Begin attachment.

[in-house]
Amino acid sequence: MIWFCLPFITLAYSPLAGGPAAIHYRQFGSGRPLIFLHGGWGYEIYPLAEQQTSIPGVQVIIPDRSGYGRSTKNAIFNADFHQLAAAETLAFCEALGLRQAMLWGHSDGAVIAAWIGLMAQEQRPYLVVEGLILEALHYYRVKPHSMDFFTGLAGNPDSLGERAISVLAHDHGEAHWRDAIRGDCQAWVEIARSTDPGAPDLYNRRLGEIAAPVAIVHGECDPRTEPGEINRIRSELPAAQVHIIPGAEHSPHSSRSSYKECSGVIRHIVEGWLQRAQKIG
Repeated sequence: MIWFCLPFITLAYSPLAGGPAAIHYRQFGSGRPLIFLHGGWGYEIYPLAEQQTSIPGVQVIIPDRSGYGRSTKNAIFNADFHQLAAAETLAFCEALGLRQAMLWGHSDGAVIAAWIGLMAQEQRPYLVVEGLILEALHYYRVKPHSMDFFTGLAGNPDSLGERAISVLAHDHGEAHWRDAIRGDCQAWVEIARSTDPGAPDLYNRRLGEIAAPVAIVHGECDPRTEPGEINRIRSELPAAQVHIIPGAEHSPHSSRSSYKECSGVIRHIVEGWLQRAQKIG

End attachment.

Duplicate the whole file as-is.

[in-house]
Amino acid sequence: MIWFCLPFITLAYSPLAGGPAAIHYRQFGSGRPLIFLHGGWGYEIYPLAEQQTSIPGVQVIIPDRSGYGRSTKNAIFNADFHQLAAAETLAFCEALGLRQAMLWGHSDGAVIAAWIGLMAQEQRPYLVVEGLILEALHYYRVKPHSMDFFTGLAGNPDSLGERAISVLAHDHGEAHWRDAIRGDCQAWVEIARSTDPGAPDLYNRRLGEIAAPVAIVHGECDPRTEPGEINRIRSELPAAQVHIIPGAEHSPHSSRSSYKECSGVIRHIVEGWLQRAQKIG
Repeated sequence: MIWFCLPFITLAYSPLAGGPAAIHYRQFGSGRPLIFLHGGWGYEIYPLAEQQTSIPGVQVIIPDRSGYGRSTKNAIFNADFHQLAAAETLAFCEALGLRQAMLWGHSDGAVIAAWIGLMAQEQRPYLVVEGLILEALHYYRVKPHSMDFFTGLAGNPDSLGERAISVLAHDHGEAHWRDAIRGDCQAWVEIARSTDPGAPDLYNRRLGEIAAPVAIVHGECDPRTEPGEINRIRSELPAAQVHIIPGAEHSPHSSRSSYKECSGVIRHIVEGWLQRAQKIG